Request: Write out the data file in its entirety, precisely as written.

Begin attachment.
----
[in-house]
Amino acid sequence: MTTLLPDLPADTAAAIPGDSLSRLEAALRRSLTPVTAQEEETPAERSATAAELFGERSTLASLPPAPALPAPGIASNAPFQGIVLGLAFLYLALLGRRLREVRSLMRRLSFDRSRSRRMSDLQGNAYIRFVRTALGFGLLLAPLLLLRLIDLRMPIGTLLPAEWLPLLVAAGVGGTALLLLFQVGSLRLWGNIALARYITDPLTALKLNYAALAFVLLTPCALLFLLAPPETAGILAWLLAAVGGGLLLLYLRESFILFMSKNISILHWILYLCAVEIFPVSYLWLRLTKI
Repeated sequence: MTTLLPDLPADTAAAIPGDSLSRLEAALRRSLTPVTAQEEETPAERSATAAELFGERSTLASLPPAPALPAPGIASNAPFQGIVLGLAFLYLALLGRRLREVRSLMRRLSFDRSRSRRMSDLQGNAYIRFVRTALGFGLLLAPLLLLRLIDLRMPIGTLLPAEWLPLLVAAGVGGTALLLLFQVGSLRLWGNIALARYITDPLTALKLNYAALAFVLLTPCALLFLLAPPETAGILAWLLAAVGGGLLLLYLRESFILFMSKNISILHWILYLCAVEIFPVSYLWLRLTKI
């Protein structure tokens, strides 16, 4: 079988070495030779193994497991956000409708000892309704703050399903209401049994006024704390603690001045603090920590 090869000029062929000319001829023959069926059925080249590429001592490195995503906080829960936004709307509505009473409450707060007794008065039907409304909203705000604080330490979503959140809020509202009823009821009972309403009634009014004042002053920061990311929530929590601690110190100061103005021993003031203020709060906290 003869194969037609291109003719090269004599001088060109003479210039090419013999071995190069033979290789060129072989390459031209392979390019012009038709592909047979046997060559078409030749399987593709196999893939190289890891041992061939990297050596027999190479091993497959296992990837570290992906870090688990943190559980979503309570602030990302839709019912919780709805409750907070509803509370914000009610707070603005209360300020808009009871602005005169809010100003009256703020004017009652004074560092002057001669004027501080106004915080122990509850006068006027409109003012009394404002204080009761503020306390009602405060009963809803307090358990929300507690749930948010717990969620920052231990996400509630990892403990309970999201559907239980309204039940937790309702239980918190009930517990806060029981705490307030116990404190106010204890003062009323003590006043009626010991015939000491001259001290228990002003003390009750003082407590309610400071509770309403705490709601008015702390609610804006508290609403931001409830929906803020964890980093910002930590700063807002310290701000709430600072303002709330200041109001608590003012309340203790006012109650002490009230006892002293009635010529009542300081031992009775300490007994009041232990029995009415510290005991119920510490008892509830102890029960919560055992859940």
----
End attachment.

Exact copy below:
[in-house]
Amino acid sequence: MTTLLPDLPADTAAAIPGDSLSRLEAALRRSLTPVTAQEEETPAERSATAAELFGERSTLASLPPAPALPAPGIASNAPFQGIVLGLAFLYLALLGRRLREVRSLMRRLSFDRSRSRRMSDLQGNAYIRFVRTALGFGLLLAPLLLLRLIDLRMPIGTLLPAEWLPLLVAAGVGGTALLLLFQVGSLRLWGNIALARYITDPLTALKLNYAALAFVLLTPCALLFLLAPPETAGILAWLLAAVGGGLLLLYLRESFILFMSKNISILHWILYLCAVEIFPVSYLWLRLTKI
Repeated sequence: MTTLLPDLPADTAAAIPGDSLSRLEAALRRSLTPVTAQEEETPAERSATAAELFGERSTLASLPPAPALPAPGIASNAPFQGIVLGLAFLYLALLGRRLREVRSLMRRLSFDRSRSRRMSDLQGNAYIRFVRTALGFGLLLAPLLLLRLIDLRMPIGTLLPAEWLPLLVAAGVGGTALLLLFQVGSLRLWGNIALARYITDPLTALKLNYAALAFVLLTPCALLFLLAPPETAGILAWLLAAVGGGLLLLYLRESFILFMSKNISILHWILYLCAVEIFPVSYLWLRLTKI
């Protein structure tokens, strides 16, 4: 079988070495030779193994497991956000409708000892309704703050399903209401049994006024704390603690001045603090920590 090869000029062929000319001829023959069926059925080249590429001592490195995503906080829960936004709307509505009473409450707060007794008065039907409304909203705000604080330490979503959140809020509202009823009821009972309403009634009014004042002053920061990311929530929590601690110190100061103005021993003031203020709060906290 003869194969037609291109003719090269004599001088060109003479210039090419013999071995190069033979290789060129072989390459031209392979390019012009038709592909047979046997060559078409030749399987593709196999893939190289890891041992061939990297050596027999190479091993497959296992990837570290992906870090688990943190559980979503309570602030990302839709019912919780709805409750907070509803509370914000009610707070603005209360300020808009009871602005005169809010100003009256703020004017009652004074560092002057001669004027501080106004915080122990509850006068006027409109003012009394404002204080009761503020306390009602405060009963809803307090358990929300507690749930948010717990969620920052231990996400509630990892403990309970999201559907239980309204039940937790309702239980918190009930517990806060029981705490307030116990404190106010204890003062009323003590006043009626010991015939000491001259001290228990002003003390009750003082407590309610400071509770309403705490709601008015702390609610804006508290609403931001409830929906803020964890980093910002930590700063807002310290701000709430600072303002709330200041109001608590003012309340203790006012109650002490009230006892002293009635010529009542300081031992009775300490007994009041232990029995009415510290005991119920510490008892509830102890029960919560055992859940």